The most common way of Hepatitis E virus (HEV) transmission in developed countries is food-borne zoonosis, but HEV can also be transmitted by transfusion of infected blood and blood products or transplantation of infected organs. In case infected blood or blood products are transfused to immunocompromised patients, there is a high risk of chronic hepatitis E development or even hepatic failure and death. Currently, there is no routine testing of donated blood units for HEV infection in place in Republic of Slovenia, so the risk of HEV transmission with infected blood is significant. The aim of master thesis study was to determine the incidence of acute HEV infection and the seroprevalence of anti-HEV IgG antibodies among Slovenian blood donors. To determine incidence and seroprevalence of HEV infection we tested 9284 blood plasma samples for HEV RNA reactivity using the Transcription Mediated Amplification (TMA) technology, and 1236 out of these were also serologically tested for anti-HEV IgG antibodies. Anti-HEV IgG reactive samples were further tested for anti-HEV IgM antibodies. Genotyping and quantitative NAT of HEV RNA reactive samples was performed by Centre National de Reference Hepatitis E, Toulouse, France.
Among 9284 tested samples 5 were reactive to HEV RNA and 2 out of those were also reactive to anti-HEV IgG and IgM antibodies. We followed-up all 5 HEV RNA reactive blood donors until the end of viremic phase. HEV genotype was successfully determined in 4 out of 5 samples (3 cases of 3a and 1 case of 3f genotype). The range of viral load in index blood samples was from 16 to 18,700 IU/mL. The presence of anti-HEV IgG antibodies was confirmed in all five HEV RNA reactive blood donors from 0 to 105 days after the index donation. Among 1263 samples tested for anti-HEV IgG antibodies 94 were reactive (7,4%). Three out of these 94 were anti-HEV IgM reactive as well, but HEV RNA nonreactive.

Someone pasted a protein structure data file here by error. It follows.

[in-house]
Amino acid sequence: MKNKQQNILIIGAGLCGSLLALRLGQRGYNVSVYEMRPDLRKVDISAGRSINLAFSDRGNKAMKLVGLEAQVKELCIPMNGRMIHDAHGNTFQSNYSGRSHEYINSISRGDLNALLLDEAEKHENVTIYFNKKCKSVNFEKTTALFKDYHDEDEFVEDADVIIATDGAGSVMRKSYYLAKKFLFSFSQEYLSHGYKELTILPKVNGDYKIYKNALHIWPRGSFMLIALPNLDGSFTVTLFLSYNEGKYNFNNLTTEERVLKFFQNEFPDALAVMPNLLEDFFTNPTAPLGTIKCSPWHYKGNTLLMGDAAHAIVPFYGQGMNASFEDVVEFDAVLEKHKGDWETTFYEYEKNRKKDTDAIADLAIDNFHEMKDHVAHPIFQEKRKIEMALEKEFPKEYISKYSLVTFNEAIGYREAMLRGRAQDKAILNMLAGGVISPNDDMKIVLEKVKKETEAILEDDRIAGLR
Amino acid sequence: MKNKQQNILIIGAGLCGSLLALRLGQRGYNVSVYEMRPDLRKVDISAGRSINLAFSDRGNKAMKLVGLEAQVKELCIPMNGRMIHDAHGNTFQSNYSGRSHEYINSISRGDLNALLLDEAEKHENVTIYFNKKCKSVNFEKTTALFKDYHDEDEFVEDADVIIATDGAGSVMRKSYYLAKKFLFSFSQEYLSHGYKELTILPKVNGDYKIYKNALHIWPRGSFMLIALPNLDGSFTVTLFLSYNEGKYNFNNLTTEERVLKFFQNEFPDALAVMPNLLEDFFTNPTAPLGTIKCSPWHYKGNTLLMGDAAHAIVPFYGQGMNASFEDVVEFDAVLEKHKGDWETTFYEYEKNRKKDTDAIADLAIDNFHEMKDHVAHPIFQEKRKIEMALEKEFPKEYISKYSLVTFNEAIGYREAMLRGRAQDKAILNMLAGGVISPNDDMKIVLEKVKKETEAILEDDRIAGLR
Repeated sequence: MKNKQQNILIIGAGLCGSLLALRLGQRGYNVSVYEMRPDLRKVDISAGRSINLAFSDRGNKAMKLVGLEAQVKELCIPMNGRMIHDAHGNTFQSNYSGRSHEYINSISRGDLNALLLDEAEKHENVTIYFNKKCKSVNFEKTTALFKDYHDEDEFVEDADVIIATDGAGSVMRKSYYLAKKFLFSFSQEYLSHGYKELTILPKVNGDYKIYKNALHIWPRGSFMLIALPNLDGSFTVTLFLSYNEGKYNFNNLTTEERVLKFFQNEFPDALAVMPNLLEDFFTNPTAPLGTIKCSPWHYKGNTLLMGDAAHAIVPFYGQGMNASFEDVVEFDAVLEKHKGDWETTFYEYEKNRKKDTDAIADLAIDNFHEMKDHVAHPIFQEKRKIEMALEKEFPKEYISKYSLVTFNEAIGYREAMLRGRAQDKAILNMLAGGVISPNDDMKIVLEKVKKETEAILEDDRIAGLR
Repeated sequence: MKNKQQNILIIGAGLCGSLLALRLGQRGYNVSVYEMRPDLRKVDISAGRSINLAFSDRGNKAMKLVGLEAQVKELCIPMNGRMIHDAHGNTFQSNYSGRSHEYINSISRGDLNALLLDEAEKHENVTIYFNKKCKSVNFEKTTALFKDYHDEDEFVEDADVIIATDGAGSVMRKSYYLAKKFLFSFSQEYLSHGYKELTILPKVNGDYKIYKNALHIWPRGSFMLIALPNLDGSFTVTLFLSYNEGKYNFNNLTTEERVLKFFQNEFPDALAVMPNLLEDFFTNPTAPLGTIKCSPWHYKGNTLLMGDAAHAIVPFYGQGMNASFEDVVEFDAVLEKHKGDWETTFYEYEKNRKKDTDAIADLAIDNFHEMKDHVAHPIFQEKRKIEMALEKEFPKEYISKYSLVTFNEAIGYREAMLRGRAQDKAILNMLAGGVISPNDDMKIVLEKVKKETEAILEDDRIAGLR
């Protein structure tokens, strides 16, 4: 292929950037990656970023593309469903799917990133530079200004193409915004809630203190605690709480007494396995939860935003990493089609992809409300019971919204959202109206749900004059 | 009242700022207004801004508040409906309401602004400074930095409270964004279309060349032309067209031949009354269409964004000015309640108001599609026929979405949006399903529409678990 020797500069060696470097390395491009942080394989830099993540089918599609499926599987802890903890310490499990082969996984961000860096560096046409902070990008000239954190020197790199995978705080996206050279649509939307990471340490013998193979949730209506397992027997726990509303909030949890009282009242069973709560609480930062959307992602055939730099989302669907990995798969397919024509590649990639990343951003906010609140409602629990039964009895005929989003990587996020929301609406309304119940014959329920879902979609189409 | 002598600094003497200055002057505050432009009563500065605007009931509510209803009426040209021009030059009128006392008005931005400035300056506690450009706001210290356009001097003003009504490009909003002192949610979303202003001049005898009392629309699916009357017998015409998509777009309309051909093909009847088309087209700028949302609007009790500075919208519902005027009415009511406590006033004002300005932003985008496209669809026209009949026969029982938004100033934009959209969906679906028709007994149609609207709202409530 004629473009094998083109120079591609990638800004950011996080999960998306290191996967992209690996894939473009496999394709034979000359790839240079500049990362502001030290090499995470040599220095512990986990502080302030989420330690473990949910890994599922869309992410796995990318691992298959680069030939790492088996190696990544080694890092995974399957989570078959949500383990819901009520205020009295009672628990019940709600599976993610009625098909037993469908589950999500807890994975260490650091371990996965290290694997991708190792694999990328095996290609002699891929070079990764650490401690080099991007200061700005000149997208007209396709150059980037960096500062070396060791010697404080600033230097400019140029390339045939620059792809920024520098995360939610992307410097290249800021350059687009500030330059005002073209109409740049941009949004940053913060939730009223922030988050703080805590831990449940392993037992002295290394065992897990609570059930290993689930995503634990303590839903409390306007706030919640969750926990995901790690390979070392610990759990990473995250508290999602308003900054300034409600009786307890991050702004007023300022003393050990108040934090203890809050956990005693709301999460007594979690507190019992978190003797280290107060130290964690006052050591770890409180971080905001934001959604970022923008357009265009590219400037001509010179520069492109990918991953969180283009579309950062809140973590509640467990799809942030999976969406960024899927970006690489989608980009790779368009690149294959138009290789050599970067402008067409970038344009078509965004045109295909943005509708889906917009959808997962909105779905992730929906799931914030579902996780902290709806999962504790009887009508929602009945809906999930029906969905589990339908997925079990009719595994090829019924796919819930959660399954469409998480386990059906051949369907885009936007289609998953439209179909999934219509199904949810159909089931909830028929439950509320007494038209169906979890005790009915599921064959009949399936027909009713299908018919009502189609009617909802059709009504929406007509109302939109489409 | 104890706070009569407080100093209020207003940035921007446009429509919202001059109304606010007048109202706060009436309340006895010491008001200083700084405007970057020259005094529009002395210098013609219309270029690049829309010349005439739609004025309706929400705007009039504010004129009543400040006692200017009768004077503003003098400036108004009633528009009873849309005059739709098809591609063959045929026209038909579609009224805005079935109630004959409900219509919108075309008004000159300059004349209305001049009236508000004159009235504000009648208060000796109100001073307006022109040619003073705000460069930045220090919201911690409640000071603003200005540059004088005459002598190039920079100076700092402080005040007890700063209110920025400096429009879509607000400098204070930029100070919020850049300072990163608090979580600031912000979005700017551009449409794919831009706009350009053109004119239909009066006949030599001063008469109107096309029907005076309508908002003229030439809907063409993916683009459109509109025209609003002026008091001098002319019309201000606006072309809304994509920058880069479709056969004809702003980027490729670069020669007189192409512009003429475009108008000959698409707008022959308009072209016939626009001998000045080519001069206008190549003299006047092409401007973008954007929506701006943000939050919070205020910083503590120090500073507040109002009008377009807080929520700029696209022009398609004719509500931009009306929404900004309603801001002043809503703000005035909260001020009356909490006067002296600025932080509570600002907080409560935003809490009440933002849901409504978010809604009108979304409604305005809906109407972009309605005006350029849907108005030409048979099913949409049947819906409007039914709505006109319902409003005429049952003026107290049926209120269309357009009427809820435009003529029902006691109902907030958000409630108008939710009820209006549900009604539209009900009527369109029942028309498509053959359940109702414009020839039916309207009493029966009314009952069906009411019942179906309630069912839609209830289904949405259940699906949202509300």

Results show 1:1857 incidence of HEV infection among Slovenian blood donors, which means 1 in every 1857 blood donations is compromised. The seroprevalence of anti-HEV IgG antibodies among Slovenian blood donors is 7,4%. The incidence is comparable to the HEV incidence in other European countries for which data is available. The seroprevalence of HEV infection in Slovenia is among lowest in Europe.